• Enterprise Formalization: Tailored registration, tax and social security requirements for MSEs – This Thematic Brief is part of a series of publications by ILO on Enterprise Formalization. It investigates ‘entry level’ mechanisms and related business registration, tax and social security reforms to tailor existing requirements to the needs and characteristics of micro and small enterprises. Such schemes can make the formalization process easier and more attractive.
  • Employment creation potential, labor skills requirements, and skill gaps for young people: A Senegal case study – In this paper, Brookings analyze specific “industries without smokestacks” and their potential contribution to economic growth and job creation in Senegal. The paper recommends policies to remove the many hurdles that exist in Senegal’s regulatory framework and deter private enterprise development.
  • Kenya’s slum vendors rely on savings groups to survive COVID-19 – The limited access to capital for micro, small, and medium enterprises (MSMEs) further diminished during the pandemic, as their two sources of credit — financial institutions and suppliers — were greatly affected. Faced with these challenges, a growing number of vendors in Kenya’s slums turned to credit unions and savings groups, which could provide loans without collateral, to boost their businesses.
  • How universities in Africa can build job skills for young people – This short report by ESSA and the REAL centre at the University of Cambridge uses evidence from the African Education Research Database to address how universities and colleges in sub-Saharan Africa can work with employers to increase employment for young people in Africa, including redesigning courses, entrepreneurship training, digital innovation and career guidance.
  • When industrial policy fails to produce structural transformation: the case of Ethiopia – Despite the increasing foreign investment in many African economies, their participation in trade, and the economic growth that follows from it, structural transformation has remained limited. In this LSE article, Kasper Vrolijk looks at Ethiopia’s industrial policy and argues that the government has failed to sufficiently emphasize innovation in—and technology transfer to—domestic firms, leading to minimal “upgrading” of low to high value-added activities.
  • Structural transformation, economic development and industrialisation in post-Covid-19 Africa – This study by the ODI looks at the challenges facing industrialisation in African countries, in particular the issues for the policy framework needed to support it. The report identifies three important elements for economic recovery from the pandemic, and three focus areas which can be used for Africa to play an increasingly positive role on global industrialisation efforts in the decade ahead.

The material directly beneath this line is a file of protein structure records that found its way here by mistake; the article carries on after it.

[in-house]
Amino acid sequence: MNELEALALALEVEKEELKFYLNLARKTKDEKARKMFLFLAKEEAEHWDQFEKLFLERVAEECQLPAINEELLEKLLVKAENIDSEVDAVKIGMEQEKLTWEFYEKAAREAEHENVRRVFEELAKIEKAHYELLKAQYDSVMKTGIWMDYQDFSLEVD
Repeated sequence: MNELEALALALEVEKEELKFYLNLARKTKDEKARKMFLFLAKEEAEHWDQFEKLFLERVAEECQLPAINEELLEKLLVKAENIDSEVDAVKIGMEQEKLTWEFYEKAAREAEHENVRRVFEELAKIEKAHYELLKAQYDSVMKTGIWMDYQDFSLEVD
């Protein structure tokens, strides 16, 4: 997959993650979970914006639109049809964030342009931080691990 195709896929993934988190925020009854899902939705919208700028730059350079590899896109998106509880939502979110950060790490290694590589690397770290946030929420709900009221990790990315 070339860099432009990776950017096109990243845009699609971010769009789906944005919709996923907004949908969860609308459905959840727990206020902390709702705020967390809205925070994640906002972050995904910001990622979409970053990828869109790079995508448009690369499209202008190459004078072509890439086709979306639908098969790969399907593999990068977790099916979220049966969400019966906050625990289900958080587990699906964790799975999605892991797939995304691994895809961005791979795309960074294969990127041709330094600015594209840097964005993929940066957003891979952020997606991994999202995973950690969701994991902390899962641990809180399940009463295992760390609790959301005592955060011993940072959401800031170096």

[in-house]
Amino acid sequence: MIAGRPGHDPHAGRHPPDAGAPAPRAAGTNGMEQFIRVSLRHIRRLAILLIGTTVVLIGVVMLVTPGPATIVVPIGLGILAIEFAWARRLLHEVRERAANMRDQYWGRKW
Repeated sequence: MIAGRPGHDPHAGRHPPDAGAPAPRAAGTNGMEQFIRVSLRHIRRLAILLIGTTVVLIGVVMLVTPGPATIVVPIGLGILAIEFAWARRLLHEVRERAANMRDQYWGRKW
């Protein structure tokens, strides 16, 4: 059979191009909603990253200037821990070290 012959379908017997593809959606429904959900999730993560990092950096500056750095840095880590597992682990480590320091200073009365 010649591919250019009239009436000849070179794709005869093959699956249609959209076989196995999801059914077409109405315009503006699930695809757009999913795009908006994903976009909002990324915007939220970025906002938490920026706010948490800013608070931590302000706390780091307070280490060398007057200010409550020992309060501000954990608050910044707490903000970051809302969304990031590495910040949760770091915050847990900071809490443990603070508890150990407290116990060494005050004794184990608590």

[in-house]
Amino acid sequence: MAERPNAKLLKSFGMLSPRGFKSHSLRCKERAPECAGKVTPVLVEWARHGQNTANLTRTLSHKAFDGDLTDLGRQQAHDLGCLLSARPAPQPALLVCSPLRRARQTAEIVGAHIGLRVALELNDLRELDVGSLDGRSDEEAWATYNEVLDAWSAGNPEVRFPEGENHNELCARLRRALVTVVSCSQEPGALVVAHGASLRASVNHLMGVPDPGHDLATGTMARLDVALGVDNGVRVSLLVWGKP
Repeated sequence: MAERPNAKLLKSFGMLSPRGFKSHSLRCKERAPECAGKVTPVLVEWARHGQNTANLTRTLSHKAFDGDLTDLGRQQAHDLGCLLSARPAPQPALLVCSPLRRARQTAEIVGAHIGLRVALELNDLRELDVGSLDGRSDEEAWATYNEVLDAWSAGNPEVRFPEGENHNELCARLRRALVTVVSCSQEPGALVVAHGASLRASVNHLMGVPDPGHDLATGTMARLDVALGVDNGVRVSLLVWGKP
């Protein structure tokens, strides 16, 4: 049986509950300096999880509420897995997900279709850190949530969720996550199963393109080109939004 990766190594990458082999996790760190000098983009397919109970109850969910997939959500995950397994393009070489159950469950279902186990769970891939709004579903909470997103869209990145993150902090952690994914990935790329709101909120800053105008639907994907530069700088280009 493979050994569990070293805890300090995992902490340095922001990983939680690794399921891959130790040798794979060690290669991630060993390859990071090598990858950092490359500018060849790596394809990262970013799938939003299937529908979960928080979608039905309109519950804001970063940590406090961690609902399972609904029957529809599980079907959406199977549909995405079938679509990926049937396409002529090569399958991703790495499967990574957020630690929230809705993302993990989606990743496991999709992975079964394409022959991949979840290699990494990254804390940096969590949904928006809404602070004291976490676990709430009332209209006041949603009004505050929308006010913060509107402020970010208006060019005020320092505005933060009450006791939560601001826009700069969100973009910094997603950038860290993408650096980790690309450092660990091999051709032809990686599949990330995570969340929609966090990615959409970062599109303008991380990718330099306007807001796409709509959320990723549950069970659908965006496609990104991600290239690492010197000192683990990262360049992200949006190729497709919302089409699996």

• World Development Report 2021 – The latest edition of this annual World Bank report provides a blueprint on how to harness the power of data for development, to ensure no one is left behind. The report looks at the social contract for data; building trust around information; data as a force for public good; data infrastructure; competition, regulation and data protection; governing data; and improving data systems, among others.
  • Afrobarometer launches SDG Scorecards to provide citizens’ perspectives on progress toward Sustainable Development Goals in Africa – The scorecards highlight five-year trends in citizens’ experiences and evaluations of their country’s performance on selected indicators of democracy and governance, poverty, health, education, energy supply, water and sanitation, inequality, gender equity, and other priorities reflected in 12 of the 17 SDGs. The first scorecards are available now, with 31 in total over the next few weeks.
  • Quality of Official Development Assistance (QuODA) is a tool created by the Centre for Global Development for comparing performance across dimensions of aid quality across 49 of the largest bilateral and multilateral agencies. QuODA provides a quantitative assessment of providers efforts, composed of 17 indicators grouped into four dimensions: Prioritisation, Ownership, Transparency & Untying, and Evaluation.
  • Women’s voices in civil society organizations: Evidence from a civil society mapping project in Mali – A new issue brief by IFPRI and CGIAR looks at how women’s voices can be amplified in a situation of prevailing patriarchal norms, and what should be done so that these voices are not only heard, but also acted The brief suggests that Malian women have high participation rates in nearly all types of CSOs, but face constraints in translating that participation into political influence.
We encourage anyone from our platform, close network and wider audience to get in touch with recommendations for this reading list and to help us with our goal of sharing and disseminating knowledge. Please mail your suggestions to with the subject “Contribution to INCLUDE reading list“.